Meditations on the forgotten or overlooked corners of media
Saffi is a lesbian hyperspace dragon who has to rescue her girlfriend Eleza from evil robots. That’s it. That’s the video game. It’s a shoot ’em up, as Saffi flies through a colorful space opera, kills the aforementioned evil robots, and rescues other queer dragons like Tranra and Pan. Rescuing dragons grants you power ups like a charge beam or a dash attack. Let’s be honest, this is kind of cringe. It’s the sort of presentation of queerness that centers a wholesome cuteness, while skipping past the real difficulties and tensions of queer community. The thing is, at least for me, Heartfire is pretty endearing. It has the same energy as something like Gayblade, a re-contextualization of a classic game genre except very single part of it is gay. It’s cringe as in Sonic OC, not cringe as in the infantalization of non-binary people. You could maybe read a lot into collecting other queer peoples powers as you rescue them, as well as only being able to hold one of their abilities at a time, but that’s missing the point. At the end, the game does argue that queer people are stronger together than apart, and it does so with the warmth of dragon fire and the blasting of cold homophobia. We are still living in the midst of the demonization of trans and non-binary people. In that world, even a shallow appeal to solidarity is far from nothing.
Arcade shooters, like most video games, carry the weight of the military industrial complex. Classics in the genre like Contra or Wild Guns have a imaginary and ideological base centered in imperial capitalism. Decolonators offers a simple change in theme. Instead of an 80s action hero, you play as a dirty commie, a Vietnamese fighter who blows away the “good boys” of the American Army and Schwarzenegger look alikes. It’s refreshing and powerful to see John McCain made a cackling villain in the very war that made him a “hero.” Or to be able to render Margret Thatcher into a bloody shred. The result is pure propaganda catharsis. It struck me how often the Vietnam war is portrayed as a tragedy for the American soldiers who went there, and how faceless the suffering and death of the Vietnamese usually is. Decolonators is a simple but effective reworking of that image, making the nameless loss of a “distant alien nation” into a vivid, human rage.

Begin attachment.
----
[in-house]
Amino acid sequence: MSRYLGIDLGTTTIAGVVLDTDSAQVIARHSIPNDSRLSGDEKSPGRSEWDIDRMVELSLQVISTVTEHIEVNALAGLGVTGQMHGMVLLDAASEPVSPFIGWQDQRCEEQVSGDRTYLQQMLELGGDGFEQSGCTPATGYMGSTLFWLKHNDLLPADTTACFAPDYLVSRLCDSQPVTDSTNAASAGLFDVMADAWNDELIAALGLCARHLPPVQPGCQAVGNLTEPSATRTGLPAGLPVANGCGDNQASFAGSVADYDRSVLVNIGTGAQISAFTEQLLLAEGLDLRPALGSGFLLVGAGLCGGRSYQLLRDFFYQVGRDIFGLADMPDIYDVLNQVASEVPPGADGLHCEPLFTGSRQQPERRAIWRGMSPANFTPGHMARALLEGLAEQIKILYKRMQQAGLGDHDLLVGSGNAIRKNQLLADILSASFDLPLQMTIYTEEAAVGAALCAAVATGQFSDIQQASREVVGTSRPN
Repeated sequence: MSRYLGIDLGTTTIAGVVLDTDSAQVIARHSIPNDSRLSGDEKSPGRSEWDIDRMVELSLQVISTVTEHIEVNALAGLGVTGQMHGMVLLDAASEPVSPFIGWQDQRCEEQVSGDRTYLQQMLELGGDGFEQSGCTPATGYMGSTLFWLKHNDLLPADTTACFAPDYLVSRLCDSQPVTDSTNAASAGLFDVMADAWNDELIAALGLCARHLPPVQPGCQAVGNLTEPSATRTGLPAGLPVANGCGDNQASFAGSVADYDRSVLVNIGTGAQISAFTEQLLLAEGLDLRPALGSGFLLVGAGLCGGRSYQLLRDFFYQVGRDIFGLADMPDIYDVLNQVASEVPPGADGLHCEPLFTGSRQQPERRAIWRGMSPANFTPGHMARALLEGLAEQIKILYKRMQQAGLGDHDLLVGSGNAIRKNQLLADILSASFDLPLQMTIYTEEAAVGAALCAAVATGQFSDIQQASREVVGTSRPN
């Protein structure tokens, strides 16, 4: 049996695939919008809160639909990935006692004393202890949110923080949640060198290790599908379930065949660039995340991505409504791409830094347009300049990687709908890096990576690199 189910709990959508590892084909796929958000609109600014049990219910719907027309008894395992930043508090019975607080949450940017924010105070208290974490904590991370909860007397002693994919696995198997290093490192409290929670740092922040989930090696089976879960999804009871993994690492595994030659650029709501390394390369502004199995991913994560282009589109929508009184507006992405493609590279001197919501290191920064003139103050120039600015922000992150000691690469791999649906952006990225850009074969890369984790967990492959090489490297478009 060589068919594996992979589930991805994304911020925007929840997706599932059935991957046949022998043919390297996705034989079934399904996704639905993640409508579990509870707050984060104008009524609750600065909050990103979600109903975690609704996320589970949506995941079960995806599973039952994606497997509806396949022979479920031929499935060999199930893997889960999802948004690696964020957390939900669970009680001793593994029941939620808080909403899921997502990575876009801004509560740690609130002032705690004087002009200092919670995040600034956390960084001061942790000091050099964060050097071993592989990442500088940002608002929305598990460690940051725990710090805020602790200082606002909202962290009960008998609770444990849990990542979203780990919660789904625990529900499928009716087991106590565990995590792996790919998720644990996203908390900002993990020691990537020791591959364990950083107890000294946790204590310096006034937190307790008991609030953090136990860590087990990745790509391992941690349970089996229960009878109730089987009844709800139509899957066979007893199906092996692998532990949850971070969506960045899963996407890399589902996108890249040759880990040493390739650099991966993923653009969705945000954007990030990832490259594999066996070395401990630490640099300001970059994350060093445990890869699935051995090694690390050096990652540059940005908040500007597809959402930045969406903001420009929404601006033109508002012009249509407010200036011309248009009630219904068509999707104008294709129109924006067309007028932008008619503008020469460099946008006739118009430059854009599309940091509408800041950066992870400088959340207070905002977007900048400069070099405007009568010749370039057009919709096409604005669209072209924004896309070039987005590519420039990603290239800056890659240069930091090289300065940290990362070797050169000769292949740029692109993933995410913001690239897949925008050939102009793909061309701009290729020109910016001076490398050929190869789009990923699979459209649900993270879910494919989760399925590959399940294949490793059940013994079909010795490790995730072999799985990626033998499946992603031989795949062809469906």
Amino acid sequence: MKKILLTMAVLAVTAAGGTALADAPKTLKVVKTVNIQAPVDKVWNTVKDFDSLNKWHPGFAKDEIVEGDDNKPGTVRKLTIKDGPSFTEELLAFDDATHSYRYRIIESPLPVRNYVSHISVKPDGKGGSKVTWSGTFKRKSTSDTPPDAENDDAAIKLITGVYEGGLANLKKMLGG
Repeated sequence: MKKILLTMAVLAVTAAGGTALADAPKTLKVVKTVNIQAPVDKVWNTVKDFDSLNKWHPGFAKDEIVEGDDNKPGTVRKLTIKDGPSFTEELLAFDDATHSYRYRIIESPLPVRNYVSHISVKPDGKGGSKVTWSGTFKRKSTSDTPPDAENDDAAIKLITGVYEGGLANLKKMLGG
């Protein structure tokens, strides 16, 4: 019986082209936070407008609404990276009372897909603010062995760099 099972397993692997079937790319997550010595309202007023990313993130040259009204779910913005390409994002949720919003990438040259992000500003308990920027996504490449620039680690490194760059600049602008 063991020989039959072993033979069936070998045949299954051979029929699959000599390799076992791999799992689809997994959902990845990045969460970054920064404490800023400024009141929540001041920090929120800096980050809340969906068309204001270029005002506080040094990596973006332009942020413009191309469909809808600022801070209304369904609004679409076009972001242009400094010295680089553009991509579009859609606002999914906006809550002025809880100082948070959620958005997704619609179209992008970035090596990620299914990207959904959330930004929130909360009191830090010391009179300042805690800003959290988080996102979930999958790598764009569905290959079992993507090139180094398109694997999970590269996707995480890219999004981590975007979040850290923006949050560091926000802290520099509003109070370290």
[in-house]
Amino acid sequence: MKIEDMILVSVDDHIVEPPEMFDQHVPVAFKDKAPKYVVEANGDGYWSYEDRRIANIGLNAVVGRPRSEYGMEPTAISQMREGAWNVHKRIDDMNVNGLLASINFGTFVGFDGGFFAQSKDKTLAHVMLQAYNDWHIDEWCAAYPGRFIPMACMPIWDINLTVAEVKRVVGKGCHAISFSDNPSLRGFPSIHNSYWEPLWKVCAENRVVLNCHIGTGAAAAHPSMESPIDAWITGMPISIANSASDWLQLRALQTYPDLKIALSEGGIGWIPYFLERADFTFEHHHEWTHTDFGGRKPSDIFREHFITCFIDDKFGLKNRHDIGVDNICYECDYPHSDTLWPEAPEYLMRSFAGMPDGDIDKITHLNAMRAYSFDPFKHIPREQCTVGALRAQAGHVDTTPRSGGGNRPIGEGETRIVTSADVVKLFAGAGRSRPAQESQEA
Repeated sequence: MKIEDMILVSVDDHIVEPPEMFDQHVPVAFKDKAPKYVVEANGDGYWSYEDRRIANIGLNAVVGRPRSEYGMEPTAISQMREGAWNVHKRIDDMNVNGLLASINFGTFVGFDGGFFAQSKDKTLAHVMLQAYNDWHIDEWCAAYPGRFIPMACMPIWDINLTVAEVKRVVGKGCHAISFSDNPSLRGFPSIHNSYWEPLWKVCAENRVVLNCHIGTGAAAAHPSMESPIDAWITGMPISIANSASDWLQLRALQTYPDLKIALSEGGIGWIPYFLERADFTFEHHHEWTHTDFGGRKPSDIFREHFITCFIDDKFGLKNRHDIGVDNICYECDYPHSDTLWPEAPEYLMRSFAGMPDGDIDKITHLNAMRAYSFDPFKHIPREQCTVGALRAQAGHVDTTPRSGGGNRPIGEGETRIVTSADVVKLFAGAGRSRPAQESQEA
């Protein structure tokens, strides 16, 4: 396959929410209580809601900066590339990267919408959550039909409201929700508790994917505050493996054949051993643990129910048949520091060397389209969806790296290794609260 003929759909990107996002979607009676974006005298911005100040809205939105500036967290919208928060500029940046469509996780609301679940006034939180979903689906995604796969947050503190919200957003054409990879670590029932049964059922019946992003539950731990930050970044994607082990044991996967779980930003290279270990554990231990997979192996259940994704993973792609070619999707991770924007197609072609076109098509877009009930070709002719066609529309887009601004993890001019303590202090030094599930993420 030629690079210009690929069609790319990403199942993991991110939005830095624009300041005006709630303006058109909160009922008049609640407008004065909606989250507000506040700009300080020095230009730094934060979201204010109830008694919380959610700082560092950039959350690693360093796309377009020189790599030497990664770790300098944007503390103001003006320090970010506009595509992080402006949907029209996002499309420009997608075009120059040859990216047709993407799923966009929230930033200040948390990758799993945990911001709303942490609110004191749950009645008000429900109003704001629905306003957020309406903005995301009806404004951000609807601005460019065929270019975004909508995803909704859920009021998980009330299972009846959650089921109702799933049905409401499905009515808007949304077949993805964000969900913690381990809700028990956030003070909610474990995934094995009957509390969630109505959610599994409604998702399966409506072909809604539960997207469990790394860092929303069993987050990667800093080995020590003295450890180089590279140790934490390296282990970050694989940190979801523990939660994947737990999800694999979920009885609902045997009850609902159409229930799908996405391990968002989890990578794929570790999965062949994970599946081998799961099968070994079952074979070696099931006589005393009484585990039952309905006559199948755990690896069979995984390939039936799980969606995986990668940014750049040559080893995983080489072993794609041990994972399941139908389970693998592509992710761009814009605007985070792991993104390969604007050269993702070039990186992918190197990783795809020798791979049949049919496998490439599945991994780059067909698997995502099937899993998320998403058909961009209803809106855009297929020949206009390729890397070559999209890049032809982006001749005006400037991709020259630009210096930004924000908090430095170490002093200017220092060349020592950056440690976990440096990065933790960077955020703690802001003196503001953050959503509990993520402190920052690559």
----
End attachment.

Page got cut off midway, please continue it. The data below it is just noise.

You are a knight errant, exploring the wasted remnants of a dead empire. A familiar premise perhaps, but something stranger than that lies beneath. The sounds give the difference away, all concrete and rebar and tile and rust. The game opens with the knight awakening in a room of tile, with an constant hum like an AC unit or a furnace ringing through its small span. Open a wire fence gate and it screams in metal. These places are old but they are made of new materials, swinging above interstates, swallowed in the concrete of a world that has perhaps seen something like a twentieth century.
Abyssal’s apocalypse is not a plague, not the rendering of some vulnerable population, but rather the encounter with creatures that “don’t think in other.” Within the bounds of the game there is no “natural world.” The stone giants that rose up from the world are imprisoned in concrete. Some flood occurred long ago, and now echoes of it envelop stark empty structures. What traces of plant life are always absent, a photograph of an shine of an angel in a field, a desert below the rest of the world. It is all the implication of a past life, only echoes remain here now. After all, “One cannot tell if this is a shrine, cell, or catacomb.”
Even echoes are physical, an actor in a material world. Your knight may be the only thing that is “alive” but it is not the only force to be reckoned with. When you first encounter others and the game asks you to take up arms, you don’t have to. You can walk alongside the ghost warriors, who will only watch, not you, but some other thing in the blackness. Maybe the earth is dead, but it is still haunted.
In some sense, we are already living in the memory of a earth that will change. For what has yet to be determined. But we can walk down the street and wonder at houses or apartments or corner stores. What used to be there? What had to die so that this material undead could stand, could contain the echoes of life inside it?
0_abyssalSomewhere takes place in a world where it is perhaps too late to not “think in other.” At least, a knight, a vestige of the old world, is an improper soldier for such a mission. We do not have to imprison those impulses in concrete, we can acknowledge the life of earth even as we reshape it, we can see ourselves as part of the world, not separate from it.
But the Abyssal can offer no way forward, no motion to change the world. Instead it just asks to look, to look at a dying place and see what once lives there. The only comfort this game can provide is that something will remain after we are gone.